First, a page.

Prescott, Hewitt, Kelly, Hain and others failed the test, saying it was women’s “choice”: can they really believe that’s the whole story? Here is an uneasy blend of nervousness about racism and fear of already angry Muslims. It was left to Harriet Harman to make the unequivocal case for women’s rights: “If you want equality, you have to be in society, not hidden away from it,” she said. “The veil is an obstacle to women’s participation on equal terms in society.” No nonsense about choice. It took feminist leaders like her to fight for women’s rights, often against a majority of oppressed women who at first “chose” to think them outlandish and unfeminine.

It is therefore a surprise that a charity for which Polly Toynbee serves as an ambassador, is hosting a meeting promoted by the fake human rights organisation (the Islamic Human Rights Commission) and organised by a wing of a clerical-fascist party (Sisters of Hizb-ut Tahrir Britain) in their hall.  This Islamist rally opposes the supposed  “attack on the niqab”.

Yes, the not coincidentally-named Toynbee Hall in East London is hosting this meeting.

The IHRC tries to pretend that attempts to eradicate the niqab are attacks on Islam. That the veil – for women – is a religious obligation, and – most disgracefully – that the initiative to defend it comes from Muslim women themselves. Their leaflet says:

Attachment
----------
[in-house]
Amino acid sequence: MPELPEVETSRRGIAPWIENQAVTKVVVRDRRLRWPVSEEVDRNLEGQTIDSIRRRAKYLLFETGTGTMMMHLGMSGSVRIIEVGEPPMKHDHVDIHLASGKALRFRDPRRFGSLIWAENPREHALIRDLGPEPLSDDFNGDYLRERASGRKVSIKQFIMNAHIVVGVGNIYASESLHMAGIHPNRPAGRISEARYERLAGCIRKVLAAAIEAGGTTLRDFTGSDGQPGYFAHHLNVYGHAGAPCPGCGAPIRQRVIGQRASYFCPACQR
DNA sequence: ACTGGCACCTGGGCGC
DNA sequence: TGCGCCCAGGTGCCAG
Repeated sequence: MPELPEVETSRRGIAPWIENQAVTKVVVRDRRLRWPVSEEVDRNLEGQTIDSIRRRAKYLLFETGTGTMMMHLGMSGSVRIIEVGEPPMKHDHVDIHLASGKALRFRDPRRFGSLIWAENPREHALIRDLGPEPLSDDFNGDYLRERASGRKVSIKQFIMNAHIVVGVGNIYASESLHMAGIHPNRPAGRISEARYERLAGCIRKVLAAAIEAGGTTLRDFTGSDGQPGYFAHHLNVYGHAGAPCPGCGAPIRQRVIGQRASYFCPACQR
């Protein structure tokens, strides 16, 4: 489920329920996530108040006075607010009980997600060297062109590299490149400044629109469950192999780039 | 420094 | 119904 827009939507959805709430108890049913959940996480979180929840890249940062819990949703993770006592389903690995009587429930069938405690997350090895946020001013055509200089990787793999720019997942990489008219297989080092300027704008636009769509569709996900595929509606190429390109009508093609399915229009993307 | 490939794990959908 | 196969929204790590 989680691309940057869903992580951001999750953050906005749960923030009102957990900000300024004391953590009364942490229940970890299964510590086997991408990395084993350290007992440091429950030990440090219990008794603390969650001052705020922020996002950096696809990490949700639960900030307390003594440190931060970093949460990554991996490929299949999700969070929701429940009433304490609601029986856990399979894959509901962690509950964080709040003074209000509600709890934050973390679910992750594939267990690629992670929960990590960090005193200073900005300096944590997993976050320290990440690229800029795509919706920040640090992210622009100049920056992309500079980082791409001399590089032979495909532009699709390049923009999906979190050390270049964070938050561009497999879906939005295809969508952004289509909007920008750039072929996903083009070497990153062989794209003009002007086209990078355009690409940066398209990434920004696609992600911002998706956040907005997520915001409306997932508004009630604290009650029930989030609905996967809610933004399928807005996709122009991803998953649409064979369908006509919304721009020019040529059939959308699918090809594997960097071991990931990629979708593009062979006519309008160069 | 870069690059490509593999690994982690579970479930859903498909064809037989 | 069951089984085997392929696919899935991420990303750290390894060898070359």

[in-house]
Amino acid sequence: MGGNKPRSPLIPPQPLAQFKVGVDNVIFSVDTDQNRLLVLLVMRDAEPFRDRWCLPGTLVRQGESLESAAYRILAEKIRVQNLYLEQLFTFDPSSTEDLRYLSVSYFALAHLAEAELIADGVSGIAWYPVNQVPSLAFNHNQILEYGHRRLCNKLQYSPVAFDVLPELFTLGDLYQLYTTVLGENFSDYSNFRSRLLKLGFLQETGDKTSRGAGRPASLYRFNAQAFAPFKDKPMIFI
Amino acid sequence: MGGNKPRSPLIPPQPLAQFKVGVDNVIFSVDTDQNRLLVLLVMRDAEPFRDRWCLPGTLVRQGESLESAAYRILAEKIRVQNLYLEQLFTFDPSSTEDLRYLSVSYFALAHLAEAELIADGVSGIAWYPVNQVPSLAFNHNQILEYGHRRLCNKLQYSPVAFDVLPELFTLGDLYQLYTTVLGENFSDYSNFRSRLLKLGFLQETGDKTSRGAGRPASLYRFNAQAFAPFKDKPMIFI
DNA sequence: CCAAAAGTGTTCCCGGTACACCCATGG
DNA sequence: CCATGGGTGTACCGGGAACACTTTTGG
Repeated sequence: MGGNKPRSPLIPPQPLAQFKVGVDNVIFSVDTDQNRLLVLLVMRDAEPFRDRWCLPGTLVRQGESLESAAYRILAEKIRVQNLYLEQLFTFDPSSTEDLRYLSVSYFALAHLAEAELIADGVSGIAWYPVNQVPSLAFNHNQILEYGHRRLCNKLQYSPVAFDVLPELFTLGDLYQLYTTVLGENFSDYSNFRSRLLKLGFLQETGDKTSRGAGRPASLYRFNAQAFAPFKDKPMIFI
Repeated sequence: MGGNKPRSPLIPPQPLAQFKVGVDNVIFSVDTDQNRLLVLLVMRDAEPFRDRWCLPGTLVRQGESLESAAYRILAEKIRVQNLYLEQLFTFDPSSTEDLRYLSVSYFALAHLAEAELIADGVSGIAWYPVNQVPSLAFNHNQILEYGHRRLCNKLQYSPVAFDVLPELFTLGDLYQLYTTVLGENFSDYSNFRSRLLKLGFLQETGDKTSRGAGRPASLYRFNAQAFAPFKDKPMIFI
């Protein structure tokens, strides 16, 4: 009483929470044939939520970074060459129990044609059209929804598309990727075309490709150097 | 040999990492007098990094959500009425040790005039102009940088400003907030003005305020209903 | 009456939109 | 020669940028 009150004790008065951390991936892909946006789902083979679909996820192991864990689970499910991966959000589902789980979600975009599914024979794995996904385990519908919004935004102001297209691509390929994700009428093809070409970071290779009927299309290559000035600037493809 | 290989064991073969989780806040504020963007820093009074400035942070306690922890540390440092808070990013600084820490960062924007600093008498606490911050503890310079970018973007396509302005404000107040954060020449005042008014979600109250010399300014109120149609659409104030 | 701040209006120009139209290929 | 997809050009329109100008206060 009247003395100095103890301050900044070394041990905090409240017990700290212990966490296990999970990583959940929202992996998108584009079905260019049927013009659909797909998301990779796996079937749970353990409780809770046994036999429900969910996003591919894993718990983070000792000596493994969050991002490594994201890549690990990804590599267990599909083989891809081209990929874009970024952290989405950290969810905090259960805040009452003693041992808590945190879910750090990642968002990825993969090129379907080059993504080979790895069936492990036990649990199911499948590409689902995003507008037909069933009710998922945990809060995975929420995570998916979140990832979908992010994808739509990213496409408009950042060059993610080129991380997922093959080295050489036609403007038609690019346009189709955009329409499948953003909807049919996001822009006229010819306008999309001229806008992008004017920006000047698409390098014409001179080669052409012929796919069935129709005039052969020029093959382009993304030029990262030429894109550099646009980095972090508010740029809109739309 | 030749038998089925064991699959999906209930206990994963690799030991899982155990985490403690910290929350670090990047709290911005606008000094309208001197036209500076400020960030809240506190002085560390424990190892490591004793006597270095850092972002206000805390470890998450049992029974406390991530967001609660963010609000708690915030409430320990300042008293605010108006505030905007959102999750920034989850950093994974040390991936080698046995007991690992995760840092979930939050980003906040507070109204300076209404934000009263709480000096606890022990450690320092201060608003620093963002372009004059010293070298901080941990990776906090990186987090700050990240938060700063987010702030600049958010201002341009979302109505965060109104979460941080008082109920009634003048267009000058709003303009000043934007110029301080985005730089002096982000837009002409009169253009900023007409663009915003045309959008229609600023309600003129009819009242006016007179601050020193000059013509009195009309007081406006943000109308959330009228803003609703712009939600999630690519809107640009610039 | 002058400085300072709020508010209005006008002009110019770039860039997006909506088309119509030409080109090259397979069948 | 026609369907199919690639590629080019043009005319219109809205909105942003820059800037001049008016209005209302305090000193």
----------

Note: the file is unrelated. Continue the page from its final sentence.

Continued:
We are living in a time when many Islamic belief and obligations are being attacked. without political awareness we may fall into the trap of supporting the niqab ban because we believe it is not obligation. or we may defend it from the basis of freedom which is a secular value. as Muslim women we must respond! The question is HOW? this requires us to be aware of the issues surroundings the niqab and the impact of such attacks. this talk will equip us with practical ways to respond in a clear and strong manner while remaining steadfast to the truth.

It is disgraceful that Toynbee Hall is hosting this type of meeting. I am certain the IHRC can find enough fundamentalist women to front this. But consider this. This is a reaction to events in Egypt, not in the UK. Therefore this meeting acts as two things. It’s a pilot light for the Islamist political agenda and it is a warning to Muslim women in Britain not to get too many ‘feminist’ ideas because universities in a majority Muslim country like Egypt are denying that a niqab is a religious requirement.

Toynbee Hall has a proud tradition of standing up to fascism and oppression and standing up for the marginalised and oppressed. To see them now providing the means for patriarchal and illiberal political groupings to seek new subterfuges for their continued oppression of women is depressing. And a little sickening.

The mission statement of Toynebee Hall states that they produce “practical innovative programmes to meet the needs of local people, improve conditions and enable communities to fulfil their potential.” Yet, women are unlikely to “fulfil their potential” if held back by archaic and oppressive religious “requirements”.

I do hope Polly Toynbee reconsiders her patronage of Toynbee Hall if something isn’t done to stop this disgrace.

Marconi apparently demonstrated his wireless for the first time in the UK at Toynbee Hall. It is a pity that an institution once so forward-looking now looks backwards.